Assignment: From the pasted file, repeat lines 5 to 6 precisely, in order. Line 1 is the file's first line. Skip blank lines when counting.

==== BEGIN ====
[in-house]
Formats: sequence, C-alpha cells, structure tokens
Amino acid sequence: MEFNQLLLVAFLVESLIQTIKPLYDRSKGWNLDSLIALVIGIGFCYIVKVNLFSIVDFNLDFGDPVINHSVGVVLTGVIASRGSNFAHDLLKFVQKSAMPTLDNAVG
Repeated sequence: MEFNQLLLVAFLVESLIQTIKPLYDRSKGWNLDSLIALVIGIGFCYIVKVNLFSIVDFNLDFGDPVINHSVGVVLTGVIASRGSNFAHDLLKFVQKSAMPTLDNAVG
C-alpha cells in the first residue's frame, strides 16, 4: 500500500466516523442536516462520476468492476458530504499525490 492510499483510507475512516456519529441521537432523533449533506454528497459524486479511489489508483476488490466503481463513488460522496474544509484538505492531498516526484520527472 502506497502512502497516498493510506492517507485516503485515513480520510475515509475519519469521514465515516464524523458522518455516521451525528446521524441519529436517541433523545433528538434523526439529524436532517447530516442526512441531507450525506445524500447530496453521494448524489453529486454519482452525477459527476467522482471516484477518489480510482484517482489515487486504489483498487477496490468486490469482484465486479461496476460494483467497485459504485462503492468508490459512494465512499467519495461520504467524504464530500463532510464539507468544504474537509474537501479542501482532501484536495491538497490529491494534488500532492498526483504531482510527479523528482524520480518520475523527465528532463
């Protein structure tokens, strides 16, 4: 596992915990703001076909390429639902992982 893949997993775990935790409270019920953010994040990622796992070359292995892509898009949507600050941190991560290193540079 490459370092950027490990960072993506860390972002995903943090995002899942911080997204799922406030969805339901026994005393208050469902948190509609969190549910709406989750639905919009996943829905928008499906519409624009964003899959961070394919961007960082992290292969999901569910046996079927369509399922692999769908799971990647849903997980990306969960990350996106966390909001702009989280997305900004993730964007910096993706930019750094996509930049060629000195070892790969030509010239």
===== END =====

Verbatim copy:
C-alpha cells in the first residue's frame, strides 16, 4: 500500500466516523442536516462520476468492476458530504499525490 492510499483510507475512516456519529441521537432523533449533506454528497459524486479511489489508483476488490466503481463513488460522496474544509484538505492531498516526484520527472 502506497502512502497516498493510506492517507485516503485515513480520510475515509475519519469521514465515516464524523458522518455516521451525528446521524441519529436517541433523545433528538434523526439529524436532517447530516442526512441531507450525506445524500447530496453521494448524489453529486454519482452525477459527476467522482471516484477518489480510482484517482489515487486504489483498487477496490468486490469482484465486479461496476460494483467497485459504485462503492468508490459512494465512499467519495461520504467524504464530500463532510464539507468544504474537509474537501479542501482532501484536495491538497490529491494534488500532492498526483504531482510527479523528482524520480518520475523527465528532463
């Protein structure tokens, strides 16, 4: 596992915990703001076909390429639902992982 893949997993775990935790409270019920953010994040990622796992070359292995892509898009949507600050941190991560290193540079 490459370092950027490990960072993506860390972002995903943090995002899942911080997204799922406030969805339901026994005393208050469902948190509609969190549910709406989750639905919009996943829905928008499906519409624009964003899959961070394919961007960082992290292969999901569910046996079927369509399922692999769908799971990647849903997980990306969960990350996106966390909001702009989280997305900004993730964007910096993706930019750094996509930049060629000195070892790969030509010239």